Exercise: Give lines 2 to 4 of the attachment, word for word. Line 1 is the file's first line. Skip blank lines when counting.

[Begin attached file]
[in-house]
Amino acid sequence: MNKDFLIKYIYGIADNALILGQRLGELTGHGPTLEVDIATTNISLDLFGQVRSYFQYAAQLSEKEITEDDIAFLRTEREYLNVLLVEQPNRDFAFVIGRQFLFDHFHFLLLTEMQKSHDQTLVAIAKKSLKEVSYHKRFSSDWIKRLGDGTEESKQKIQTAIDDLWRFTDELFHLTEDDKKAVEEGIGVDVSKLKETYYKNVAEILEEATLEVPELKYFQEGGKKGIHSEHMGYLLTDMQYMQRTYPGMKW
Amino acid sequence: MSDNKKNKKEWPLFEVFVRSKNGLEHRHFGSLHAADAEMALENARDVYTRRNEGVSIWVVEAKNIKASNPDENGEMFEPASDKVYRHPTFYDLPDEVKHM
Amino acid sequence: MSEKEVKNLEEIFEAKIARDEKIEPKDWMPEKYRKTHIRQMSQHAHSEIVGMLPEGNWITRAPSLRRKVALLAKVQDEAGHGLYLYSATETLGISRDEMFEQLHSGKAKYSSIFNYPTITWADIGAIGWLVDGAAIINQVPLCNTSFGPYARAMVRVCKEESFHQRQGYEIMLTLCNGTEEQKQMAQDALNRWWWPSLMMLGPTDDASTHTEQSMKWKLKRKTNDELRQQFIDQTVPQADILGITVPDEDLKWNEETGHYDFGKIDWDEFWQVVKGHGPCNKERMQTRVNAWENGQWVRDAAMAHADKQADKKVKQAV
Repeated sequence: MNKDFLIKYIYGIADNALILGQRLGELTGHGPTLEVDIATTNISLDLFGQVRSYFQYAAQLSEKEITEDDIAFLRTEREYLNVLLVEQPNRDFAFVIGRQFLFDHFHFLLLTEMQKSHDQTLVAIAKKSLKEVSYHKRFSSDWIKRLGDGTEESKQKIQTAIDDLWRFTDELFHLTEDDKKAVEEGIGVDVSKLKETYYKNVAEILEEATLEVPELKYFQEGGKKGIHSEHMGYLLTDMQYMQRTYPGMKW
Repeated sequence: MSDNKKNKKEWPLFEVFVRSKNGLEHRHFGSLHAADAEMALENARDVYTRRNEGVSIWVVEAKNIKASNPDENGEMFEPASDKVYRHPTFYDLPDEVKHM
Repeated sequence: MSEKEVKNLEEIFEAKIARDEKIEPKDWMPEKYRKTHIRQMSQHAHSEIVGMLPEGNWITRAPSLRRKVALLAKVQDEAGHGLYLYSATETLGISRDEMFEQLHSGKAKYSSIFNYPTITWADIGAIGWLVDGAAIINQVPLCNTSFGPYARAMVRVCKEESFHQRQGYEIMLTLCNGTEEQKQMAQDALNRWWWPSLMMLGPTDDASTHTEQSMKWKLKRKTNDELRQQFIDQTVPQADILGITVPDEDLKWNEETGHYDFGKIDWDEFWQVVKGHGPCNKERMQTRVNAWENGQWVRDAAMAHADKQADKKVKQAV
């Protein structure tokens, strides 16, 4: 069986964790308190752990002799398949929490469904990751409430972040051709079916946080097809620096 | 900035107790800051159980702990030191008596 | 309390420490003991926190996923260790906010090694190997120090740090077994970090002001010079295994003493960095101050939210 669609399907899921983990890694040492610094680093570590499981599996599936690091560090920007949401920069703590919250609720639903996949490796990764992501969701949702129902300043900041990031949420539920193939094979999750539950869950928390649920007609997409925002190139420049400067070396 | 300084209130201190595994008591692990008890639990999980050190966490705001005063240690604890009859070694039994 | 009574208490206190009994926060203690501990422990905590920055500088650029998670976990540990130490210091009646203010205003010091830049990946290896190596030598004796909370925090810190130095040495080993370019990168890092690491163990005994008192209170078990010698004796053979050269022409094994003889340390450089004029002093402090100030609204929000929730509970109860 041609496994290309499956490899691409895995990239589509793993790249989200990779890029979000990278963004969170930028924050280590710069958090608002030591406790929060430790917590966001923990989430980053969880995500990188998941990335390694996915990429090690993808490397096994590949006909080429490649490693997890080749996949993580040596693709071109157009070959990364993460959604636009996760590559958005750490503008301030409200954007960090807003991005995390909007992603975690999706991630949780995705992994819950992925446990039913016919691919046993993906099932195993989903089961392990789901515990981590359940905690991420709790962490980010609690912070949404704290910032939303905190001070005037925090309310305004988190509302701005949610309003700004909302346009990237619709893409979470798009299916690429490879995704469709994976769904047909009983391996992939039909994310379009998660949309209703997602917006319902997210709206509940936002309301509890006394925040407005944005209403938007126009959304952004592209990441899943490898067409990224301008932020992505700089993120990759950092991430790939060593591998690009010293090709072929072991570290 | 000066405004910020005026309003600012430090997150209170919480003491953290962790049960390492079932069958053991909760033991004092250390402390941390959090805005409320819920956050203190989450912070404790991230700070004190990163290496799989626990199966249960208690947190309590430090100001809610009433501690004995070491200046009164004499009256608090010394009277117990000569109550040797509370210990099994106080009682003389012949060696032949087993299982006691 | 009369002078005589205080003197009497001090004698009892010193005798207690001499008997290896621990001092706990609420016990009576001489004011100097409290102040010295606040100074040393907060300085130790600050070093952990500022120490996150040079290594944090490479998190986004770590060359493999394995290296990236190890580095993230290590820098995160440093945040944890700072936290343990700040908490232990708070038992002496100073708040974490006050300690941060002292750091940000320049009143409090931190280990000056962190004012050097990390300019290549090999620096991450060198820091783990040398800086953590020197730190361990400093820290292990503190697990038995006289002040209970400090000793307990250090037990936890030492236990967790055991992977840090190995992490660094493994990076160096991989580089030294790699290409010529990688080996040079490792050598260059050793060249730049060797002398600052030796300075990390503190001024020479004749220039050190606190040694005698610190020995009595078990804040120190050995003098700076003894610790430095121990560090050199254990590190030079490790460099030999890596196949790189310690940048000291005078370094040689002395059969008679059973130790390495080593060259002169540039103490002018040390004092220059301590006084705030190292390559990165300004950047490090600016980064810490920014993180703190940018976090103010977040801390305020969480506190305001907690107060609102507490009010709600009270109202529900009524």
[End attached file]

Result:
Amino acid sequence: MNKDFLIKYIYGIADNALILGQRLGELTGHGPTLEVDIATTNISLDLFGQVRSYFQYAAQLSEKEITEDDIAFLRTEREYLNVLLVEQPNRDFAFVIGRQFLFDHFHFLLLTEMQKSHDQTLVAIAKKSLKEVSYHKRFSSDWIKRLGDGTEESKQKIQTAIDDLWRFTDELFHLTEDDKKAVEEGIGVDVSKLKETYYKNVAEILEEATLEVPELKYFQEGGKKGIHSEHMGYLLTDMQYMQRTYPGMKW
Amino acid sequence: MSDNKKNKKEWPLFEVFVRSKNGLEHRHFGSLHAADAEMALENARDVYTRRNEGVSIWVVEAKNIKASNPDENGEMFEPASDKVYRHPTFYDLPDEVKHM
Amino acid sequence: MSEKEVKNLEEIFEAKIARDEKIEPKDWMPEKYRKTHIRQMSQHAHSEIVGMLPEGNWITRAPSLRRKVALLAKVQDEAGHGLYLYSATETLGISRDEMFEQLHSGKAKYSSIFNYPTITWADIGAIGWLVDGAAIINQVPLCNTSFGPYARAMVRVCKEESFHQRQGYEIMLTLCNGTEEQKQMAQDALNRWWWPSLMMLGPTDDASTHTEQSMKWKLKRKTNDELRQQFIDQTVPQADILGITVPDEDLKWNEETGHYDFGKIDWDEFWQVVKGHGPCNKERMQTRVNAWENGQWVRDAAMAHADKQADKKVKQAV